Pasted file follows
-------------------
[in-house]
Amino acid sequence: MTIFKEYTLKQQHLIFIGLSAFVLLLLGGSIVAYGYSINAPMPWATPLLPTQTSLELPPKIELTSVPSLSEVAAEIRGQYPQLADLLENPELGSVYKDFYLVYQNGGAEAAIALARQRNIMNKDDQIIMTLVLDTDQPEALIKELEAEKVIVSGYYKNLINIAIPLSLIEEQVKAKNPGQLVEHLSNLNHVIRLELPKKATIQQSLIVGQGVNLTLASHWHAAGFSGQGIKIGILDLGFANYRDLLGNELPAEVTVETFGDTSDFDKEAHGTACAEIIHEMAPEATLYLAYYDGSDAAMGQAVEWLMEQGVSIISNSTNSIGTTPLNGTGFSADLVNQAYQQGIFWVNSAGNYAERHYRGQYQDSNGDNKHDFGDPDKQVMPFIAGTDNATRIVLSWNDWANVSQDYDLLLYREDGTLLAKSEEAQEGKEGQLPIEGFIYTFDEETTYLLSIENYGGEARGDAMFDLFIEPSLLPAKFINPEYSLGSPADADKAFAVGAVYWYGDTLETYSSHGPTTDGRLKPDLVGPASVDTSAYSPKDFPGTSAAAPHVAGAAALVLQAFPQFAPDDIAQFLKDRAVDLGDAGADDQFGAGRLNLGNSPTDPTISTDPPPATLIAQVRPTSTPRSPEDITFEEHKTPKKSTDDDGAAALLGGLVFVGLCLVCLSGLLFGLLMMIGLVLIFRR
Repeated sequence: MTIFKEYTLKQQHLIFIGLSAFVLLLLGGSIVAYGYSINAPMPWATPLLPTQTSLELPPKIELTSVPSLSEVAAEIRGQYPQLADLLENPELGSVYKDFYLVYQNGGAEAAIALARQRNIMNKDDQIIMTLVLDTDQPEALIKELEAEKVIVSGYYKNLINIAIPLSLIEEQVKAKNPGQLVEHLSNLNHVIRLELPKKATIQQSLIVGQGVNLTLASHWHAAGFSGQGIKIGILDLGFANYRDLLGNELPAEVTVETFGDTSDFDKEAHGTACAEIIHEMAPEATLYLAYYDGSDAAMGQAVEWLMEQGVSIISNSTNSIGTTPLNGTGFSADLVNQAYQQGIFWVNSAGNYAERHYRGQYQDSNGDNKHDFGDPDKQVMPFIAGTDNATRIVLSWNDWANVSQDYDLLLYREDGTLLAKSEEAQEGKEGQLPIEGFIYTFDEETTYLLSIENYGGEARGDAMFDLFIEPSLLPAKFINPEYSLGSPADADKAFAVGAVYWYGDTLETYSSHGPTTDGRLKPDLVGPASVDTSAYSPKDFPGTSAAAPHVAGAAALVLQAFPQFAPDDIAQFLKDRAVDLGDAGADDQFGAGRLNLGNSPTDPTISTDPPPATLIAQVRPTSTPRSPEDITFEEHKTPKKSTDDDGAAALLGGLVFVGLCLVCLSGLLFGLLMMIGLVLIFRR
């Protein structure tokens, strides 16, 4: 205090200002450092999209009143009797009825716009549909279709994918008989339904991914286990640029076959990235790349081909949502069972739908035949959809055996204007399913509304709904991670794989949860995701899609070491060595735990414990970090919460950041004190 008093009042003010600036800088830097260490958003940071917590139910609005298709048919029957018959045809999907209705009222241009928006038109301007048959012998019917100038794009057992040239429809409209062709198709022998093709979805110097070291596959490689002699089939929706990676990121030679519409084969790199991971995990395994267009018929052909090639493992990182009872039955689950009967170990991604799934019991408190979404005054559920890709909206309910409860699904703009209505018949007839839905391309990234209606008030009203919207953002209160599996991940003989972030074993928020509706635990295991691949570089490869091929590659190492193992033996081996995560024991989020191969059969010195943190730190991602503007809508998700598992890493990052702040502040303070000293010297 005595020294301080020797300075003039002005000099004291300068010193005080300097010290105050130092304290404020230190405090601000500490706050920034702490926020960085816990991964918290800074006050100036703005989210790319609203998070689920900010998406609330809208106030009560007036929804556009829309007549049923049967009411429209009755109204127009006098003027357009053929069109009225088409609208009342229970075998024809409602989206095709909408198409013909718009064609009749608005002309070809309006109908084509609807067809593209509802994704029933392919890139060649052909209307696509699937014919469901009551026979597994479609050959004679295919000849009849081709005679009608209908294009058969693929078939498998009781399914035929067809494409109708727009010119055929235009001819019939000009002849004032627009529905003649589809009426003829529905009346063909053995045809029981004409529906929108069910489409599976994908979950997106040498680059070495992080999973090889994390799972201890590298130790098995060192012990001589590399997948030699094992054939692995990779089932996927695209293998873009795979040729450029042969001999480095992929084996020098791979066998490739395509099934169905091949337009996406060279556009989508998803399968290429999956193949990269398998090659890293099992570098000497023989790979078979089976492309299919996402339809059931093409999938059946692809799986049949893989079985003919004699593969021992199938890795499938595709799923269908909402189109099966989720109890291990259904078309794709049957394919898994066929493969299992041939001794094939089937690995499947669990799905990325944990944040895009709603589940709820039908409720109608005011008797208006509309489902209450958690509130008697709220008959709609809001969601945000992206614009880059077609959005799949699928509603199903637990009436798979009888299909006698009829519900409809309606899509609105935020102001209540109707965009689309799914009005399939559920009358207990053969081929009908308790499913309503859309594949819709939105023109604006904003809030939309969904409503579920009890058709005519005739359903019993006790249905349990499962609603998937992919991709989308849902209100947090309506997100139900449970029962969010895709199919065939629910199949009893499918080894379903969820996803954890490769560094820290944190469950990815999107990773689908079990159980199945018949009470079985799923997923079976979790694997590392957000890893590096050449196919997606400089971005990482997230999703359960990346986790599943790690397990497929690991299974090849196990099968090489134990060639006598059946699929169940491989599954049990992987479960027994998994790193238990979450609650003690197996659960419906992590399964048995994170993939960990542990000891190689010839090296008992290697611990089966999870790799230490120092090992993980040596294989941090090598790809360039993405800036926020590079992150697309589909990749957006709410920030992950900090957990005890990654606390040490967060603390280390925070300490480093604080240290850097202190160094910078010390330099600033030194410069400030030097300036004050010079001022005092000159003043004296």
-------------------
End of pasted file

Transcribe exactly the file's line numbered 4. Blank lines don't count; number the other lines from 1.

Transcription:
């Protein structure tokens, strides 16, 4: 205090200002450092999209009143009797009825716009549909279709994918008989339904991914286990640029076959990235790349081909949502069972739908035949959809055996204007399913509304709904991670794989949860995701899609070491060595735990414990970090919460950041004190 008093009042003010600036800088830097260490958003940071917590139910609005298709048919029957018959045809999907209705009222241009928006038109301007048959012998019917100038794009057992040239429809409209062709198709022998093709979805110097070291596959490689002699089939929706990676990121030679519409084969790199991971995990395994267009018929052909090639493992990182009872039955689950009967170990991604799934019991408190979404005054559920890709909206309910409860699904703009209505018949007839839905391309990234209606008030009203919207953002209160599996991940003989972030074993928020509706635990295991691949570089490869091929590659190492193992033996081996995560024991989020191969059969010195943190730190991602503007809508998700598992890493990052702040502040303070000293010297 005595020294301080020797300075003039002005000099004291300068010193005080300097010290105050130092304290404020230190405090601000500490706050920034702490926020960085816990991964918290800074006050100036703005989210790319609203998070689920900010998406609330809208106030009560007036929804556009829309007549049923049967009411429209009755109204127009006098003027357009053929069109009225088409609208009342229970075998024809409602989206095709909408198409013909718009064609009749608005002309070809309006109908084509609807067809593209509802994704029933392919890139060649052909209307696509699937014919469901009551026979597994479609050959004679295919000849009849081709005679009608209908294009058969693929078939498998009781399914035929067809494409109708727009010119055929235009001819019939000009002849004032627009529905003649589809009426003829529905009346063909053995045809029981004409529906929108069910489409599976994908979950997106040498680059070495992080999973090889994390799972201890590298130790098995060192012990001589590399997948030699094992054939692995990779089932996927695209293998873009795979040729450029042969001999480095992929084996020098791979066998490739395509099934169905091949337009996406060279556009989508998803399968290429999956193949990269398998090659890293099992570098000497023989790979078979089976492309299919996402339809059931093409999938059946692809799986049949893989079985003919004699593969021992199938890795499938595709799923269908909402189109099966989720109890291990259904078309794709049957394919898994066929493969299992041939001794094939089937690995499947669990799905990325944990944040895009709603589940709820039908409720109608005011008797208006509309489902209450958690509130008697709220008959709609809001969601945000992206614009880059077609959005799949699928509603199903637990009436798979009888299909006698009829519900409809309606899509609105935020102001209540109707965009689309799914009005399939559920009358207990053969081929009908308790499913309503859309594949819709939105023109604006904003809030939309969904409503579920009890058709005519005739359903019993006790249905349990499962609603998937992919991709989308849902209100947090309506997100139900449970029962969010895709199919065939629910199949009893499918080894379903969820996803954890490769560094820290944190469950990815999107990773689908079990159980199945018949009470079985799923997923079976979790694997590392957000890893590096050449196919997606400089971005990482997230999703359960990346986790599943790690397990497929690991299974090849196990099968090489134990060639006598059946699929169940491989599954049990992987479960027994998994790193238990979450609650003690197996659960419906992590399964048995994170993939960990542990000891190689010839090296008992290697611990089966999870790799230490120092090992993980040596294989941090090598790809360039993405800036926020590079992150697309589909990749957006709410920030992950900090957990005890990654606390040490967060603390280390925070300490480093604080240290850097202190160094910078010390330099600033030194410069400030030097300036004050010079001022005092000159003043004296």